Service Animals, Emotional Support Animals and a Landlord’s “No Pets” Policy


Several rental agreements include “no pets” language. This means a tenant is not allowed to have a pet of any kind at the rental property. If a tenant violates a “no pets” policy in a rental agreement, the landlord would have ground for serving the tenant a 3 day notice to cure or quit. But what happens if the tenant informs the landlord that the pet is a service animal or an emotional support animal? Must a landlord then allow such an animal to remain at the property even though it contradicts the rental agreement? The answer is a big “maybe, but likely yes.”

I previously wrote an article entitled, “Reasonable Accommodations for Rental Units for People with a Disability in California.” Essentially, landlords must be able to make reasonable accommodations to certain tenants.

There are several laws in play here, and this article is not meant to address or discuss all of these laws. The important takeaways with respect to service animals and emotional support animals as they relate to California tenancies include the following:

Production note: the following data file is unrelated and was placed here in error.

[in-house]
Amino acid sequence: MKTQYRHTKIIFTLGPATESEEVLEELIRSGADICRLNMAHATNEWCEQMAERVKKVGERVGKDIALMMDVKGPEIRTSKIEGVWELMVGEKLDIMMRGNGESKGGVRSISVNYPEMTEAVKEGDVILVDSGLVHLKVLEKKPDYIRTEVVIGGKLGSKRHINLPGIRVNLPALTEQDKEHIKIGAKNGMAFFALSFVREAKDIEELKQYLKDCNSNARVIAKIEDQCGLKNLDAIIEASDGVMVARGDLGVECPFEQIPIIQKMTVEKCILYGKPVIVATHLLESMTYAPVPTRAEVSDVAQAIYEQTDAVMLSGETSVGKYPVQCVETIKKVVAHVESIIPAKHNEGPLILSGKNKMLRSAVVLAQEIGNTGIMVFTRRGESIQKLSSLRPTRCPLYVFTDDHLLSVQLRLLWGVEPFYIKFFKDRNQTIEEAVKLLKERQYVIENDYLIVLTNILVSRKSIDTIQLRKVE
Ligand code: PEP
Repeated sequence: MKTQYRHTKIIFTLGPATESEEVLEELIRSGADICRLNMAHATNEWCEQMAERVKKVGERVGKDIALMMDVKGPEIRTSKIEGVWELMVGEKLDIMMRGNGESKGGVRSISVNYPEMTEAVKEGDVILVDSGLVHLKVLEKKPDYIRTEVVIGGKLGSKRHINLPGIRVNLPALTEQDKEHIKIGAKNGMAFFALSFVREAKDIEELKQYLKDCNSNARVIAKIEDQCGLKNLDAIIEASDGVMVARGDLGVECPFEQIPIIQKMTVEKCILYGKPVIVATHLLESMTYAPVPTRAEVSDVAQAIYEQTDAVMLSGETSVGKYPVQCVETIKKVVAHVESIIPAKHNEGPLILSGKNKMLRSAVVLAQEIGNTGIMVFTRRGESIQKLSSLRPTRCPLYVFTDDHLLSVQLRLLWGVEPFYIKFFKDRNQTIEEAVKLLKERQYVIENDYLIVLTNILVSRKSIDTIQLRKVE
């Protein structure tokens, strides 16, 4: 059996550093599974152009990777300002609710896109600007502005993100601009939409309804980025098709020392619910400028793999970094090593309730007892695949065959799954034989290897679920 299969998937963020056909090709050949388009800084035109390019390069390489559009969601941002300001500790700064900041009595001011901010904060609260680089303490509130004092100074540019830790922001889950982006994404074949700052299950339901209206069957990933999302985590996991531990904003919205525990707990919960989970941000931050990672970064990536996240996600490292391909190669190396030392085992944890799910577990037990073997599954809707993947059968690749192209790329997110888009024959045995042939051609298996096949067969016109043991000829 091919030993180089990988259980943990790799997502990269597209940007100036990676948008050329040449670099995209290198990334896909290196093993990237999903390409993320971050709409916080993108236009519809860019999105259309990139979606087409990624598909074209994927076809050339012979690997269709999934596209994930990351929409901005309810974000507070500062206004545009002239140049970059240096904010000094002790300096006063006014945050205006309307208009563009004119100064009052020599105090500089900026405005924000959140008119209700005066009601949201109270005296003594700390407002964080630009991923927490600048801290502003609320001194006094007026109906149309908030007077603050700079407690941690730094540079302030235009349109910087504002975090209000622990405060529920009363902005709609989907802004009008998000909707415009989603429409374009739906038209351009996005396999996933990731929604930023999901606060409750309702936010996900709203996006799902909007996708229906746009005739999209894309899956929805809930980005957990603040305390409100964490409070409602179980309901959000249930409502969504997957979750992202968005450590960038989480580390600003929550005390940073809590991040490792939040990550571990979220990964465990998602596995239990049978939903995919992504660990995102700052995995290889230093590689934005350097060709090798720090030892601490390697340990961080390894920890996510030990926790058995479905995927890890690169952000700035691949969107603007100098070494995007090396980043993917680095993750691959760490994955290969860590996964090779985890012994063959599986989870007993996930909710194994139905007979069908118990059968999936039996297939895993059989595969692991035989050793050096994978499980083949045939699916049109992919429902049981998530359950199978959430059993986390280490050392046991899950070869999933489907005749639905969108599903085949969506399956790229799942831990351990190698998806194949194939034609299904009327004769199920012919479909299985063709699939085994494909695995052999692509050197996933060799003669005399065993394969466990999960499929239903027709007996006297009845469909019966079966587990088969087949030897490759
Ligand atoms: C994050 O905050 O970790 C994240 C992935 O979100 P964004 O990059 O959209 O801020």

• Federal and state laws require landlords to make reasonable accommodations to tenants
  • A landlord is prohibited from charging a fee as a condition of granting the accommodation (so no pet deposit or any other extra charge!)
  • Normal pet restrictions on type, size, and breed restrictions may not apply
  • The animal is not just limited to dogs or cats
  • The tenant can be required to sign reasonable rules of conduct for the animal
  • The landlord can request written verification from the tenant’s health care provider or other party that 1) the tenant meets the California definition of a disability, and 2) the animal is related to and needed for the disability. However, the landlord cannot demand that the nature of the disability be identified

The landlord may be able to deny the animal under limited circumstances, including:

  • If the animal poses a threat to the health or safety of others
  • Is creating a nuisance
  • Is damaging property

When a tenant informs the landlord that a pet is needed due to a disability or for emotional support, the landlord must act carefully and should consult with a disability attorney as well as an eviction attorney before taking action.

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